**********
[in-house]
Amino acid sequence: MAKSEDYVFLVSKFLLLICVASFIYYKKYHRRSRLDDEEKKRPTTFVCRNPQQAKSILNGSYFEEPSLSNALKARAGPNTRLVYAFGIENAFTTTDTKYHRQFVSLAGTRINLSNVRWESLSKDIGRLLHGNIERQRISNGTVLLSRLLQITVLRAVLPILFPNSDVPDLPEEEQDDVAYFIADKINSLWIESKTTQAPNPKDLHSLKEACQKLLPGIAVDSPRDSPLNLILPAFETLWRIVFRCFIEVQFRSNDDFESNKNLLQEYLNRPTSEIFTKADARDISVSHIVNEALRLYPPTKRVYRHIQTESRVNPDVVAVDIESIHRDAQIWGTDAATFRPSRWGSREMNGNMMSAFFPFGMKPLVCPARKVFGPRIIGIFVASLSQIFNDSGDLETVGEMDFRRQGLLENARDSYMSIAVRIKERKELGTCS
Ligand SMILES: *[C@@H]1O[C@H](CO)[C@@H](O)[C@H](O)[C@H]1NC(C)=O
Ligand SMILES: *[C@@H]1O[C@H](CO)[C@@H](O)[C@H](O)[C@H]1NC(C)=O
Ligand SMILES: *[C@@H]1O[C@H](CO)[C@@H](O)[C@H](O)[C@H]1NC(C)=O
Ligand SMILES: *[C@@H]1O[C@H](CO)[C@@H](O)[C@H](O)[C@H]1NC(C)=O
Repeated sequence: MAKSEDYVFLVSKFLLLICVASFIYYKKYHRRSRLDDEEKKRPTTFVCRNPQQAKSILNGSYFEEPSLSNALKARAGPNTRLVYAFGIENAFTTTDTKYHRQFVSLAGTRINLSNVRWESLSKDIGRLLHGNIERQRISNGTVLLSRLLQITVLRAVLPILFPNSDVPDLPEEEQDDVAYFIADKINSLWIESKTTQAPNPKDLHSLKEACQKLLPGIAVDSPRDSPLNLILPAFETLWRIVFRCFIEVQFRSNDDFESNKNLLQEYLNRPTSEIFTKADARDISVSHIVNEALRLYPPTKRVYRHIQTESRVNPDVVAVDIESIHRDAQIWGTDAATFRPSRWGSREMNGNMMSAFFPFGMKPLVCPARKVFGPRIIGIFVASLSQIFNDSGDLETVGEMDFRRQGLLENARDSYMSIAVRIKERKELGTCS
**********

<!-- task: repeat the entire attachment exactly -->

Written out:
[in-house]
Amino acid sequence: MAKSEDYVFLVSKFLLLICVASFIYYKKYHRRSRLDDEEKKRPTTFVCRNPQQAKSILNGSYFEEPSLSNALKARAGPNTRLVYAFGIENAFTTTDTKYHRQFVSLAGTRINLSNVRWESLSKDIGRLLHGNIERQRISNGTVLLSRLLQITVLRAVLPILFPNSDVPDLPEEEQDDVAYFIADKINSLWIESKTTQAPNPKDLHSLKEACQKLLPGIAVDSPRDSPLNLILPAFETLWRIVFRCFIEVQFRSNDDFESNKNLLQEYLNRPTSEIFTKADARDISVSHIVNEALRLYPPTKRVYRHIQTESRVNPDVVAVDIESIHRDAQIWGTDAATFRPSRWGSREMNGNMMSAFFPFGMKPLVCPARKVFGPRIIGIFVASLSQIFNDSGDLETVGEMDFRRQGLLENARDSYMSIAVRIKERKELGTCS
Ligand SMILES: *[C@@H]1O[C@H](CO)[C@@H](O)[C@H](O)[C@H]1NC(C)=O
Ligand SMILES: *[C@@H]1O[C@H](CO)[C@@H](O)[C@H](O)[C@H]1NC(C)=O
Ligand SMILES: *[C@@H]1O[C@H](CO)[C@@H](O)[C@H](O)[C@H]1NC(C)=O
Ligand SMILES: *[C@@H]1O[C@H](CO)[C@@H](O)[C@H](O)[C@H]1NC(C)=O
Repeated sequence: MAKSEDYVFLVSKFLLLICVASFIYYKKYHRRSRLDDEEKKRPTTFVCRNPQQAKSILNGSYFEEPSLSNALKARAGPNTRLVYAFGIENAFTTTDTKYHRQFVSLAGTRINLSNVRWESLSKDIGRLLHGNIERQRISNGTVLLSRLLQITVLRAVLPILFPNSDVPDLPEEEQDDVAYFIADKINSLWIESKTTQAPNPKDLHSLKEACQKLLPGIAVDSPRDSPLNLILPAFETLWRIVFRCFIEVQFRSNDDFESNKNLLQEYLNRPTSEIFTKADARDISVSHIVNEALRLYPPTKRVYRHIQTESRVNPDVVAVDIESIHRDAQIWGTDAATFRPSRWGSREMNGNMMSAFFPFGMKPLVCPARKVFGPRIIGIFVASLSQIFNDSGDLETVGEMDFRRQGLLENARDSYMSIAVRIKERKELGTCS